The Dagley Dagley Daily  

By Janet Dagley Dagley
Covering the world from the waterfront in Hoboken, New Jersey, USA

ISSN 1544-9114

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The Dagley Dagley Daily

01/26/2003 - 02/02/2003 02/16/2003 - 02/23/2003 02/23/2003 - 03/02/2003 03/02/2003 - 03/09/2003 03/09/2003 - 03/16/2003 03/16/2003 - 03/23/2003 03/23/2003 - 03/30/2003 03/30/2003 - 04/06/2003 04/06/2003 - 04/13/2003 04/13/2003 - 04/20/2003 04/20/2003 - 04/27/2003 04/27/2003 - 05/04/2003 05/04/2003 - 05/11/2003 05/11/2003 - 05/18/2003 05/18/2003 - 05/25/2003 05/25/2003 - 06/01/2003 06/01/2003 - 06/08/2003 06/08/2003 - 06/15/2003 06/15/2003 - 06/22/2003 06/22/2003 - 06/29/2003 06/29/2003 - 07/06/2003 07/06/2003 - 07/13/2003 07/13/2003 - 07/20/2003 07/20/2003 - 07/27/2003 07/27/2003 - 08/03/2003 08/03/2003 - 08/10/2003 08/17/2003 - 08/24/2003 08/24/2003 - 08/31/2003 08/31/2003 - 09/07/2003 09/07/2003 - 09/14/2003 09/14/2003 - 09/21/2003 09/21/2003 - 09/28/2003 09/28/2003 - 10/05/2003 10/05/2003 - 10/12/2003 10/12/2003 - 10/19/2003 10/19/2003 - 10/26/2003 10/26/2003 - 11/02/2003 11/02/2003 - 11/09/2003 11/09/2003 - 11/16/2003 11/16/2003 - 11/23/2003 11/23/2003 - 11/30/2003 11/30/2003 - 12/07/2003 12/07/2003 - 12/14/2003 12/14/2003 - 12/21/2003 12/21/2003 - 12/28/2003 12/28/2003 - 01/04/2004 01/04/2004 - 01/11/2004 01/11/2004 - 01/18/2004 01/18/2004 - 01/25/2004 01/25/2004 - 02/01/2004 02/01/2004 - 02/08/2004 02/08/2004 - 02/15/2004 02/15/2004 - 02/22/2004 02/22/2004 - 02/29/2004 02/29/2004 - 03/07/2004 03/07/2004 - 03/14/2004 03/14/2004 - 03/21/2004 03/21/2004 - 03/28/2004 03/28/2004 - 04/04/2004 04/04/2004 - 04/11/2004 04/11/2004 - 04/18/2004 04/18/2004 - 04/25/2004 04/25/2004 - 05/02/2004 05/02/2004 - 05/09/2004 05/09/2004 - 05/16/2004 05/16/2004 - 05/23/2004 05/23/2004 - 05/30/2004 05/30/2004 - 06/06/2004 06/06/2004 - 06/13/2004 06/13/2004 - 06/20/2004 06/20/2004 - 06/27/2004 07/04/2004 - 07/11/2004 07/11/2004 - 07/18/2004 07/18/2004 - 07/25/2004 07/25/2004 - 08/01/2004 08/01/2004 - 08/08/2004 08/08/2004 - 08/15/2004 08/15/2004 - 08/22/2004 08/22/2004 - 08/29/2004 08/29/2004 - 09/05/2004 09/05/2004 - 09/12/2004 09/12/2004 - 09/19/2004 09/19/2004 - 09/26/2004 09/26/2004 - 10/03/2004 10/03/2004 - 10/10/2004 10/10/2004 - 10/17/2004 10/17/2004 - 10/24/2004 10/24/2004 - 10/31/2004 10/31/2004 - 11/07/2004 11/07/2004 - 11/14/2004 11/14/2004 - 11/21/2004 11/21/2004 - 11/28/2004 11/28/2004 - 12/05/2004 12/05/2004 - 12/12/2004 12/12/2004 - 12/19/2004 12/19/2004 - 12/26/2004 12/26/2004 - 01/02/2005 01/02/2005 - 01/09/2005 01/09/2005 - 01/16/2005 01/16/2005 - 01/23/2005 01/23/2005 - 01/30/2005 01/30/2005 - 02/06/2005 02/06/2005 - 02/13/2005 02/13/2005 - 02/20/2005 02/20/2005 - 02/27/2005 03/20/2005 - 03/27/2005 07/02/2006 - 07/09/2006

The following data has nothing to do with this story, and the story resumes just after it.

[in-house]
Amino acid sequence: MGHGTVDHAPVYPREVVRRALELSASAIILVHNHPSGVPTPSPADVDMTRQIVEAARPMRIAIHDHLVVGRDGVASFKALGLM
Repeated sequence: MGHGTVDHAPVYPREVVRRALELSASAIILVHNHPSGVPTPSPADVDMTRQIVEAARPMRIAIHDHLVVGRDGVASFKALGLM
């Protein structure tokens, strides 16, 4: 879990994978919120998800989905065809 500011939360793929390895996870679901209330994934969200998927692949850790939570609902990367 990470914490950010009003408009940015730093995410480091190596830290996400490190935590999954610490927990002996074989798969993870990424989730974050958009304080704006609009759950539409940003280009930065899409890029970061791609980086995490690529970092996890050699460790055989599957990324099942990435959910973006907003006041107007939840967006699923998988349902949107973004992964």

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'Say please and thank you, and be good to your mother'

Goodbye, Captain Kangaroo. We'll miss you.

Before Fred Rogers ever changed his clothes on camera, before Sesame Street, before the Beatles had sideburns, before Pee Wee Herman taught us what to do when we heard the word of the day, before there was any such thing as a Teletubby, we had Bob Keeshan's Captain Kangaroo. Those of us so old that we remember the day the television came into our homes saw him almost literally from the moment our parents plugged the thing in and turned it on: only he was a she back then, playing Clarabell, a mute transgendered clown on the Howdy Doody Show who spoke only with bicycle horns. When he showed up again as Captain Kangaroo, we never made the connection to Clarabell, especially since somebody else was playing her by then.

Bob Keeshan had to wear makeup to become Captain Kangaroo as well: when he started playing the old man in uniform, he was still young. Did he imagine then that he'd be playing that character for 37 years?

In addition to teaching his young viewers manners, Captain Kangaroo showed us how to make just about anything out of shoeboxes. He taught us the advantages and disadvantages of going around with a bunch of carrots in your pocket. And his Treasure House had that kitchen door that was in two pieces, so that when Mister Green Jeans dropped by, the top part was usually open so he didn't even need to knock. He had Bunny Rabbit (hence the carrots) and Mr. Moose and a talking Grandfather Clock. He also had some toon friends, including Tom Terrific and Manfred the Wonder Dog.

The Captain also did his best to fight the commercialization of children's television, even though he was on a commercial network himself for most of his career. In his spare time (he said he didn't watch much television himself), he wrote books.

But Captain Kangaroo was more: one of the first, and perhaps the last, of those rare people who seem able to see their viewers from inside the television, whether they're live or on tape (or even DVD). The Romper Room lady could, but only when she was using her Magic Mirror. Mister Rogers could, and so could Jack LaLanne. Now Denise Austin may be the only one left. The Captain not only seemed able to see us, he understood a lot of things about us that our parents didn't, like this: "Play is the work of children. It's very serious stuff."